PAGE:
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Prevalence and causes of visual impairment in rural myanmar: the Meiktila Eye Study.
Ophthalmology 2007; 114(12):2302-8O

Abstract

OBJECTIVE

To determine the prevalence and causes of visual impairment in the Meiktila district of central, rural Myanmar.

DESIGN

Population-based cross-sectional study.

PARTICIPANTS

Random, stratified, cluster sampling of the inhabitants 40 years of age and older from villages in the Meiktila district was performed; 2481 eligible participants were identified and 2076 participated in the study.

METHODS

The ophthalmic examination included presenting and pinhole Snellen visual acuity with an illiterate E chart, slit-lamp examination of the anterior segment, and dilated stereoscopic fundus examination. The principal cause of visual impairment was recorded.

MAIN OUTCOME MEASURES

Visual impairment and blindness were defined by both presenting and corrected visual acuity according to World Health Organization criteria: better eye < 6/18 and < 3/60, respectively.

RESULTS

Comprehensive examinations, including Snellen visual acuity, were performed on 2073 participants (83.6%) The prevalence estimate of presenting visual impairment was 40.4% (95% confidence interval [CI], 36.1-44.7) and of presenting blindness was 8.1% (95% CI, 6.5-9.9). After pinhole correction, the corresponding prevalences were 26.8% (95% CI, 23.5-30.1) and 5.3% (95% CI, 4.0-6.6). Cataract, uncorrected refractive error, and glaucoma were the most common causes of visual impairment.

CONCLUSIONS

Visual impairment and blindness remain major public health problems in rural Myanmar. Specific programs directed toward reducing the cataract burden need to be implemented.

Authors+Show Affiliations

South Australian Institute of Ophthalmology, Adelaide, Australia. robert.casson@adelaide.edu.au

Pub Type(s)

Journal Article

Language

eng

PubMed ID

17448538

Citation

Casson, Robert J., et al. "Prevalence and Causes of Visual Impairment in Rural Myanmar: the Meiktila Eye Study." Ophthalmology, vol. 114, no. 12, 2007, pp. 2302-8.
Casson RJ, Newland HS, Muecke J, et al. Prevalence and causes of visual impairment in rural myanmar: the Meiktila Eye Study. Ophthalmology. 2007;114(12):2302-8.
Casson, R. J., Newland, H. S., Muecke, J., McGovern, S., Durkin, S., Sullivan, T., ... Aung, T. (2007). Prevalence and causes of visual impairment in rural myanmar: the Meiktila Eye Study. Ophthalmology, 114(12), pp. 2302-8.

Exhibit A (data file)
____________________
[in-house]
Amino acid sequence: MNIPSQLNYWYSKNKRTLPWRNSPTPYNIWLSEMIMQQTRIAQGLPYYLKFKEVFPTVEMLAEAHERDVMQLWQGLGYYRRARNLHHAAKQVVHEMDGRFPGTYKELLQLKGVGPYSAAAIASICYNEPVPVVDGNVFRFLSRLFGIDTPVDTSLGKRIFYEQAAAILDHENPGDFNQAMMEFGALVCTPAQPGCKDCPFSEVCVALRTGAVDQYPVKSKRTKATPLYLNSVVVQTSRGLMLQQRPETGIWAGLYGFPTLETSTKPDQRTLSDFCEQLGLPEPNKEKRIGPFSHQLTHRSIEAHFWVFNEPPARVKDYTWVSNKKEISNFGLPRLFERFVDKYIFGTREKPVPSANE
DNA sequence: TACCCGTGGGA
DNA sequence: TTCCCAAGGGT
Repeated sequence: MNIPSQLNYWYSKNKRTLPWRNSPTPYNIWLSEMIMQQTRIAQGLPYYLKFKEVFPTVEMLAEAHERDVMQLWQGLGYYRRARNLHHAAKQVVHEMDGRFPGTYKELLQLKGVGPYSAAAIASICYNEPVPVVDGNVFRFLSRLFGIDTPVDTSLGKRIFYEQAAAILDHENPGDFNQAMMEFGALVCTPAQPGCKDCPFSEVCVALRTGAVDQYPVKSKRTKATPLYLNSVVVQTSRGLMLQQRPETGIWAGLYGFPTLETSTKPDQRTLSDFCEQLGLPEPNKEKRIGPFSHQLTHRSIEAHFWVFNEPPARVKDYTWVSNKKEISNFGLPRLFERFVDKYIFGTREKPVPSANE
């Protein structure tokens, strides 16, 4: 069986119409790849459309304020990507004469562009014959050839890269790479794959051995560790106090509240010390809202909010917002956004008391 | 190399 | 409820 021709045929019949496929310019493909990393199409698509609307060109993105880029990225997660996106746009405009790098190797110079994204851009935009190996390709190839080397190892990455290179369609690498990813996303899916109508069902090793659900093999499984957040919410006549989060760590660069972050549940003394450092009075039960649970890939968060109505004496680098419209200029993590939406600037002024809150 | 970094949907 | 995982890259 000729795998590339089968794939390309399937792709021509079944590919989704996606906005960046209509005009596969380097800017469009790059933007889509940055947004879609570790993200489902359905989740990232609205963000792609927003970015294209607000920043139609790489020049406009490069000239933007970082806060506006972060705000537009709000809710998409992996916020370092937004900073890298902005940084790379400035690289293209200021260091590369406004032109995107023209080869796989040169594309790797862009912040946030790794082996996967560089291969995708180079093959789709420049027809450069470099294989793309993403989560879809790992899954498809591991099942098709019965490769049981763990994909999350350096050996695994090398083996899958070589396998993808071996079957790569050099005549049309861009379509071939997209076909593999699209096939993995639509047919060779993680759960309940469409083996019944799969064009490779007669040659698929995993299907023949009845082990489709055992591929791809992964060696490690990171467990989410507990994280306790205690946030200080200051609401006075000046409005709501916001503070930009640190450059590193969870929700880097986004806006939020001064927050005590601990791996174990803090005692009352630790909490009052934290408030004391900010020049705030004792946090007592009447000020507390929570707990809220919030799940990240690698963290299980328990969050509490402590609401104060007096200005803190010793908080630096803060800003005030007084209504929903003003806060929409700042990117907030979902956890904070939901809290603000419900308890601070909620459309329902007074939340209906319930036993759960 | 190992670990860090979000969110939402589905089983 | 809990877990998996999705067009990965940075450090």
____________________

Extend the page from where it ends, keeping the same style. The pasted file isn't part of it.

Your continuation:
Casson RJ, et al. Prevalence and Causes of Visual Impairment in Rural Myanmar: the Meiktila Eye Study. Ophthalmology. 2007;114(12):2302-8. PubMed PMID: 17448538.
* Article titles in AMA citation format should be in sentence-case
TY - JOUR T1 - Prevalence and causes of visual impairment in rural myanmar: the Meiktila Eye Study. AU - Casson,Robert J, AU - Newland,H S, AU - Muecke,J, AU - McGovern,S, AU - Durkin,S, AU - Sullivan,T, AU - Oo,T Z, AU - Aung,T H, AU - Shein,W K, AU - Selva,D, AU - Aung,T, Y1 - 2007/04/19/ PY - 2006/07/07/received PY - 2007/02/05/revised PY - 2007/02/05/accepted PY - 2007/4/24/pubmed PY - 2007/12/19/medline PY - 2007/4/24/entrez SP - 2302 EP - 8 JF - Ophthalmology JO - Ophthalmology VL - 114 IS - 12 N2 - OBJECTIVE: To determine the prevalence and causes of visual impairment in the Meiktila district of central, rural Myanmar. DESIGN: Population-based cross-sectional study. PARTICIPANTS: Random, stratified, cluster sampling of the inhabitants 40 years of age and older from villages in the Meiktila district was performed; 2481 eligible participants were identified and 2076 participated in the study. METHODS: The ophthalmic examination included presenting and pinhole Snellen visual acuity with an illiterate E chart, slit-lamp examination of the anterior segment, and dilated stereoscopic fundus examination. The principal cause of visual impairment was recorded. MAIN OUTCOME MEASURES: Visual impairment and blindness were defined by both presenting and corrected visual acuity according to World Health Organization criteria: better eye < 6/18 and < 3/60, respectively. RESULTS: Comprehensive examinations, including Snellen visual acuity, were performed on 2073 participants (83.6%) The prevalence estimate of presenting visual impairment was 40.4% (95% confidence interval [CI], 36.1-44.7) and of presenting blindness was 8.1% (95% CI, 6.5-9.9). After pinhole correction, the corresponding prevalences were 26.8% (95% CI, 23.5-30.1) and 5.3% (95% CI, 4.0-6.6). Cataract, uncorrected refractive error, and glaucoma were the most common causes of visual impairment. CONCLUSIONS: Visual impairment and blindness remain major public health problems in rural Myanmar. Specific programs directed toward reducing the cataract burden need to be implemented. SN - 1549-4713 UR - https://www.unboundmedicine.com/medline/citation/17448538/Prevalence_and_causes_of_visual_impairment_in_rural_myanmar:_the_Meiktila_Eye_Study_ L2 - https://linkinghub.elsevier.com/retrieve/pii/S0161-6420(07)00128-5 DB - PRIME DP - Unbound Medicine ER -